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Rick Scott won’t end fight for economic development, tourism funding

in Statewide/Top Headlines by

With the House seemingly intent on gutting VISIT FLORIDA and eliminating Enterprise Florida, Gov. Rick Scott suggested he won’t stop counterpunching.

The governor, who spoke to reporters after Tuesday’s Cabinet meeting, has been openly warring with House Speaker Richard Corcoran. He’s been out to kill state government’s business incentives programs.

Corcoran counts Enterprise Florida (EFI), the state’s economic development organization, and VISIT FLORIDA, its tourism marketing arm, as dispensers of “corporate welfare.”

Scott says they help create jobs. Though both are public-private partnerships, both take in far more public money than private.

The governor has been going to the home districts of Republican House members and hosting “roundtables” with the aim of “encourag(ing) members of the community to voice their support for EFI and VISIT FLORIDA,” spokeswoman Lauren Schenone said.

At these roundtables, however, Scott has pointedly criticized House Republicans who had voted to kill incentive programs and the two organizations.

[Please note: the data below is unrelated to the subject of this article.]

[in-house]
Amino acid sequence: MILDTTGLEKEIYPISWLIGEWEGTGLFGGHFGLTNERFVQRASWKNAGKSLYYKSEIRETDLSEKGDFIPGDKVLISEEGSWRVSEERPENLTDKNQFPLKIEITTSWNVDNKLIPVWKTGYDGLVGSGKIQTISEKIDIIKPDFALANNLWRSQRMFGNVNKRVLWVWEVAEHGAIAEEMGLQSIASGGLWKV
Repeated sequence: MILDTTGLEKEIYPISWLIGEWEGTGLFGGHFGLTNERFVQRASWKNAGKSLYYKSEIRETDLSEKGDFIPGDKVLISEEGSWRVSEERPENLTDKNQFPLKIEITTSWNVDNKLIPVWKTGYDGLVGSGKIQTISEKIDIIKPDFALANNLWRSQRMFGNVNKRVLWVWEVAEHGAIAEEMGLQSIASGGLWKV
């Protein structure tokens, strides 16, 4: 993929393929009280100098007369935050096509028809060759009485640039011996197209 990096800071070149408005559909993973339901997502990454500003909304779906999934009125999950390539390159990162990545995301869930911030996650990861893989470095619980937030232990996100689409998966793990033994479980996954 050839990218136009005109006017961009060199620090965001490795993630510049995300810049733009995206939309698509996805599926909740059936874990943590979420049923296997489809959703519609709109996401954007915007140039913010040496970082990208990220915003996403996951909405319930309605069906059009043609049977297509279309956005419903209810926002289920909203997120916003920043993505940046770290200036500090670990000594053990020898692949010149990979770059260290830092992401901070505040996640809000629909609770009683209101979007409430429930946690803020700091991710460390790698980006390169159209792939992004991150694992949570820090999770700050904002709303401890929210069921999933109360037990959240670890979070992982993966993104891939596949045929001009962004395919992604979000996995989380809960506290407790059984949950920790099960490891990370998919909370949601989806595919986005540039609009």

“I’m traveling the state to make sure everybody knows the importance of what our Legislature does,” Scott said Tuesday. “We’re at record tourism numbers,” with close to 113 million tourists visiting the state last year.

With thousands of jobs tied to tourism, “it’s important to me that we fully fund VISIT FLORIDA,” he said. “I know it’s a lot of jobs … If you look at the fact we added all these jobs, it’s because we got a good return for taxpayers. We’ve also recruited companies to expand and to move here. It’s really had a very positive impact.”

But many of those jobs were created without the use of subsidies, leading to a question of whether that worked against the governor’s position. Scott’s proposed $250 million Florida Enterprise Fund was zeroed out by lawmakers in the current year’s budget.

“We haven’t seen a lot of big deals; we haven’t seen a lot of corporate offices moving here,” Scott said. “There aren’t a lot of manufacturing plants moving here. We’ve got to compete … this is about somebody’s job.”

Before joining Florida Politics, journalist and attorney James Rosica was state government reporter for The Tampa Tribune. He attended journalism school in Washington, D.C., working at dailies and weekly papers in Philadelphia after graduation. Rosica joined the Tallahassee Democrat in 1997, later moving to the courts beat, where he reported on the 2000 presidential recount. In 2005, Rosica left journalism to attend law school in Philadelphia, afterwards working part time for a public-interest law firm. Returning to writing, he covered three legislative sessions in Tallahassee for The Associated Press, before joining the Tribune’s re-opened Tallahassee bureau in 2013. He can be reached at jim@floridapolitics.com.

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